On the heels of penalizing one natural gas operator $240,000 for contaminating water wells, Pennsylvania's top environmental official Thursday urged the industry to immediately adopt proposed new drilling standards rather than waiting for them to be formally enacted.
John Hanger, secretary of the Department of Environmental Protection, summoned industry representatives to Harrisburg to discuss new construction standards for wells drilled to tap natural gas reserves. The new guidelines are designed to reduce the chance of incidents such as the one that has contaminated 14 water wells in the Susquehanna County town of Dimock.
"I made it clear that this industry needs to have world-class standards, deploy the best practices possible, and needed to reach excellence in environmental protection and safety," Hanger said in an interview after meeting with about 100 representatives of companies drilling for gas in the Marcellus Shale formation.
Hanger encountered little resistance to the new standards, which set stricter casing and cementing requirements for gas wells and require operators to test those gas wells quarterly for leaks. "I'm not aware of a company in the industry that objects to the strengthening of the standards," he said.
Hanger last month issued a tartly worded invitation to Thursday's meeting after fining Cabot Oil & Gas Corp. and ordering it to plug three wells that he blamed for contaminating drinking-water supplies in Dimock. The invitation had the tone of a regulatory call to the woodshed.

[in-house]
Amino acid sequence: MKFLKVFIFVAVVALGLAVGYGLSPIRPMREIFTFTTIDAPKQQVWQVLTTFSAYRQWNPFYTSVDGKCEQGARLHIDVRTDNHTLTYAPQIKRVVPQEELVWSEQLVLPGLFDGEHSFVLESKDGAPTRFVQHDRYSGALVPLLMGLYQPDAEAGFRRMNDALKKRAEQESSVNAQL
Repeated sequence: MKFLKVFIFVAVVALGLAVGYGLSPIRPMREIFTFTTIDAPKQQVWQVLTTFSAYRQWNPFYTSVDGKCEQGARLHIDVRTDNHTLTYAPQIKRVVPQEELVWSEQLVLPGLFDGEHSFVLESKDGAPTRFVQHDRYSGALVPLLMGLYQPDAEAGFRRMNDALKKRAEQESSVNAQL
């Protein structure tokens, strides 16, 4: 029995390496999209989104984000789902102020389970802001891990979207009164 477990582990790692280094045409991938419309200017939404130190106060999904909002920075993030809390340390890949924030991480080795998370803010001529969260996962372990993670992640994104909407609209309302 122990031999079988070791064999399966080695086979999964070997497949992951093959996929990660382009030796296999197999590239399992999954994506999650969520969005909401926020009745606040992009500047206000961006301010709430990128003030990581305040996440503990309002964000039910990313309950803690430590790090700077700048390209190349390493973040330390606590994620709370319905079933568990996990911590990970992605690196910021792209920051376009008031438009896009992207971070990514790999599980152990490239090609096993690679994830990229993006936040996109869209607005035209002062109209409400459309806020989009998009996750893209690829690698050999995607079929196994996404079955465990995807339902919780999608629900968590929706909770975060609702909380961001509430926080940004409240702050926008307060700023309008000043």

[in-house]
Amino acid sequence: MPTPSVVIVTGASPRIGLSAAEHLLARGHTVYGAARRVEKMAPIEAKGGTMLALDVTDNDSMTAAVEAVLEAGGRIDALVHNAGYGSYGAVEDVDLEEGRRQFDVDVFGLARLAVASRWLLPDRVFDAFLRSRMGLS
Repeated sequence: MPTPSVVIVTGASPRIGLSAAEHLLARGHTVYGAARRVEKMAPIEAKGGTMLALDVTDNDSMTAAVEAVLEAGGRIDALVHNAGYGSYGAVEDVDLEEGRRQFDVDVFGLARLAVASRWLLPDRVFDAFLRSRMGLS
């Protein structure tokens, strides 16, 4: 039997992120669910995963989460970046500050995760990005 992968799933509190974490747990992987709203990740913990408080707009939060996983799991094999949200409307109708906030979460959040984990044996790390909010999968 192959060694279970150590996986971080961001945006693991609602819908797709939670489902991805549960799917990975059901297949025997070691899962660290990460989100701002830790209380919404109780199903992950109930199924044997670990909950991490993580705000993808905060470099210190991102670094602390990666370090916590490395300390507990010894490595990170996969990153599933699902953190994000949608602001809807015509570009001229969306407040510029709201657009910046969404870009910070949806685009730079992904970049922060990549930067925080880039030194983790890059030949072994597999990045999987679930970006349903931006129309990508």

But participants at the meeting described the tone as positive and said that neither Dimock nor Cabot was mentioned by name.
"The industry is fully supportive of the proposal," said Kathryn Klaber, executive director of the Marcellus Shale Coalition, an industry trade group.
Hanger said the industry had worked closely with DEP to devise stricter well standards, whose chief purpose is to prevent natural gas from migrating into freshwater aquifers. DEP said it believed that natural gas from a shallow formation migrated alongside the steel casing that transports gas from the deep Marcellus formation to the surface.
The new standards call for improved cementing to seal any voids that provide pathways for stray gas to migrate into groundwater.
"As we have seen in Dimock, stray gas migrating from improperly constructed wells can build up to explosive levels near and inside homes and can make residential water supplies unusable," Hanger said.
The new regulations will be presented to the Environmental Quality Board on Monday, and Hanger said they would be enacted later in the year. He called upon the industry to embrace the standards immediately.